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Assessing Worker Attitudes Under A Two-Tier Wage Plan

Peter Cappelli, Peter D. Sherer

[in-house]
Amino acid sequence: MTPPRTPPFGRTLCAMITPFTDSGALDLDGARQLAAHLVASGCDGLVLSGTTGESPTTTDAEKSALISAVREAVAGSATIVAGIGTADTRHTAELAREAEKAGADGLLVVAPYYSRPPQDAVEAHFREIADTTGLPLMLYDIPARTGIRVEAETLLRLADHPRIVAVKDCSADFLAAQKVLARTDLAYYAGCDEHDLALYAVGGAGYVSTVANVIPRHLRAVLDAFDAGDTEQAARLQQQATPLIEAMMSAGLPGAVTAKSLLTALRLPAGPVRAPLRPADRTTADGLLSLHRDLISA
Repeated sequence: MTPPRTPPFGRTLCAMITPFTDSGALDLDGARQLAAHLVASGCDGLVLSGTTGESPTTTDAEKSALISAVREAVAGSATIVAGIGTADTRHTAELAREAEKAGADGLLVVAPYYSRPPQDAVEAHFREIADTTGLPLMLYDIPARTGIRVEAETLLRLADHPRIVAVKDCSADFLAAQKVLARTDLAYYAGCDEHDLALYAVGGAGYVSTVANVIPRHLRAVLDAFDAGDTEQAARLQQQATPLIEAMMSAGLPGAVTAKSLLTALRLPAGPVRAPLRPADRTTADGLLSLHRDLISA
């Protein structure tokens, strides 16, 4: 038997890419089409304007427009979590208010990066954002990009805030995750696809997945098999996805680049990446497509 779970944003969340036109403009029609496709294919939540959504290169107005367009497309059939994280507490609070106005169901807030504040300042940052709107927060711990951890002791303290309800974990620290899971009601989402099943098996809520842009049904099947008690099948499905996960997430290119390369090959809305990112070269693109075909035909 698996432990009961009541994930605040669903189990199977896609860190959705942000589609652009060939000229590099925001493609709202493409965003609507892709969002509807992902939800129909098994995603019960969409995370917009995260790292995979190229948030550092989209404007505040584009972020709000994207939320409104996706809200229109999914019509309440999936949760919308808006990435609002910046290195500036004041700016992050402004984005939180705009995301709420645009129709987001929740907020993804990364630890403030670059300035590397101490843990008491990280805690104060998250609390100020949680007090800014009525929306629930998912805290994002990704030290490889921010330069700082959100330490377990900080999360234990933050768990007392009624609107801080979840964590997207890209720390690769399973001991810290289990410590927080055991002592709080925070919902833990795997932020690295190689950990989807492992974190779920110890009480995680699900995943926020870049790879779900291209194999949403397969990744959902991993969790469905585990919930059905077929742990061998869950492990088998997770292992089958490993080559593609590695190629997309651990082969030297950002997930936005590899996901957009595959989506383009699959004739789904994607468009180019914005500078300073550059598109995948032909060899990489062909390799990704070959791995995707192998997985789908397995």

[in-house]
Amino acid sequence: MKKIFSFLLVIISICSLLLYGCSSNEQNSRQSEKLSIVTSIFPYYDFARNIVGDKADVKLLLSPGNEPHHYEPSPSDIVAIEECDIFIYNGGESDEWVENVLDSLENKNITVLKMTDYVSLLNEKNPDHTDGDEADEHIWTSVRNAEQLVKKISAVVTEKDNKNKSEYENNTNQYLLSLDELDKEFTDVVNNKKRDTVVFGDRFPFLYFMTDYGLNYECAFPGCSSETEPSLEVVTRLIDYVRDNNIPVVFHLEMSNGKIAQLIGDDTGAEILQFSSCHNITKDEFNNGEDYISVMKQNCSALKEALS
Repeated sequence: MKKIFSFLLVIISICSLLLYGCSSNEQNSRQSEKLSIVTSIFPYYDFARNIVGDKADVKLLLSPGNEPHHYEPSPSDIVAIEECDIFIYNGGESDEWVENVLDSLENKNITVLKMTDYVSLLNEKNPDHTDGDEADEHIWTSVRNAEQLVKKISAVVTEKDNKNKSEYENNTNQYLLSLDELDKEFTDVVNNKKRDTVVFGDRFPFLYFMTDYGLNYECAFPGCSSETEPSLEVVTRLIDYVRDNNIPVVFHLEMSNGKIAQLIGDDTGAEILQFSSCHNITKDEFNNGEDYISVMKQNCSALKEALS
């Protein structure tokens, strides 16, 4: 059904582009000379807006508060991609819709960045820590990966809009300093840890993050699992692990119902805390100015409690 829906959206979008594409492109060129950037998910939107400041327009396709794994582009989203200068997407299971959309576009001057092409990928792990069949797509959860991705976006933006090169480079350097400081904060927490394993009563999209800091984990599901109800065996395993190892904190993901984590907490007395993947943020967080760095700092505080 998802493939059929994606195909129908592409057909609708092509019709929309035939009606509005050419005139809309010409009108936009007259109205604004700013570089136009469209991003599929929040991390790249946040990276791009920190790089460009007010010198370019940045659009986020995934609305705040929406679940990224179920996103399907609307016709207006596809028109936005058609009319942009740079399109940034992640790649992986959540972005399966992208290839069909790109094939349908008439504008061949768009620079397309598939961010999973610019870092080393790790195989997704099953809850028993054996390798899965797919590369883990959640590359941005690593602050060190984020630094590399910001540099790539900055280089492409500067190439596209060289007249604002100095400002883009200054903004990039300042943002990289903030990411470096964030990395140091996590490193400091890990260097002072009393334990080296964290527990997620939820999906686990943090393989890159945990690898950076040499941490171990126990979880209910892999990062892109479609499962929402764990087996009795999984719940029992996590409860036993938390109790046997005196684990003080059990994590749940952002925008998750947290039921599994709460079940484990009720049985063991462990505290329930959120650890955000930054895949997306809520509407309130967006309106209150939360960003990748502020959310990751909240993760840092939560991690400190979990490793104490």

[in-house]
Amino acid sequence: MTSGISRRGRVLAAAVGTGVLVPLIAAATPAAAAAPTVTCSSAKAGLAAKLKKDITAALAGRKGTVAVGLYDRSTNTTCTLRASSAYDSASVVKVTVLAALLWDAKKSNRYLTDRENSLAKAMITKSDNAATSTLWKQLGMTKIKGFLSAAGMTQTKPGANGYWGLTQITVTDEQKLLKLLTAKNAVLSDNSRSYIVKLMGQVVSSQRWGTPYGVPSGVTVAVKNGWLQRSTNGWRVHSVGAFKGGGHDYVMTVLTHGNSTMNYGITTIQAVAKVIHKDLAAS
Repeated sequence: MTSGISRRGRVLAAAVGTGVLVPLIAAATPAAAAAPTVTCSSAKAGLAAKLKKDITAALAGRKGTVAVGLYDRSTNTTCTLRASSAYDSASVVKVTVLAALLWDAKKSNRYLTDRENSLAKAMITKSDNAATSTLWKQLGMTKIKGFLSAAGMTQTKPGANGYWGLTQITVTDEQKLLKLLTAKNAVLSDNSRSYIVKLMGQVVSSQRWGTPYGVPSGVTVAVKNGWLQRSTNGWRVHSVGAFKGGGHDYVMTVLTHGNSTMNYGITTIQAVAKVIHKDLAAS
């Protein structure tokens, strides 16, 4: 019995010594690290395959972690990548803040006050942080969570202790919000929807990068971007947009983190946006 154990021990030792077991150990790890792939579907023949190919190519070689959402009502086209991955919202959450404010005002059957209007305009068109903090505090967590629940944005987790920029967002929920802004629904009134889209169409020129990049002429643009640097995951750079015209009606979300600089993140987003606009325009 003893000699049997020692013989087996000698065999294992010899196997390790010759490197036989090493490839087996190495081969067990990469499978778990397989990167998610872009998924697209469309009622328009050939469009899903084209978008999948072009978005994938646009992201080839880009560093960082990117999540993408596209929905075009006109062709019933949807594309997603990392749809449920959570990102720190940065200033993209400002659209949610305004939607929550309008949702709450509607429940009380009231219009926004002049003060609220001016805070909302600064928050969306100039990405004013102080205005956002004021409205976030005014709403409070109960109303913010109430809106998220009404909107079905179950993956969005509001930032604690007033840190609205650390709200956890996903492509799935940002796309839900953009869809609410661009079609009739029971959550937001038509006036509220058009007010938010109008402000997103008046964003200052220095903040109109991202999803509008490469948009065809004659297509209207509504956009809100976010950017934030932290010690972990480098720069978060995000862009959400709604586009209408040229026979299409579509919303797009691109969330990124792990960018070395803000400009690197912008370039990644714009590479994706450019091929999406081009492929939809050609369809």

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This study examines data from a 1985 survey of employee attitudes at an airline that had introduced a merging (or temporary) two-tier pay plan the year before. The authors find, contrary to popular wisdom, that lower-wage ‘B’ tier workers felt significantly more satisfied with their pay, work, and supervision, more optimistic about future pay, more confident of their job security, and more committed to the company and union than ‘A’ tier workers. The authors suggest that ‘B’ tier workers have lower expectations than ‘A’ tier workers, partly because of their self-selection into jobs with reduced starting wages and partly because of the reference groups with which they evaluate their situations, which differ from ‘A’ tier workers' reference groups.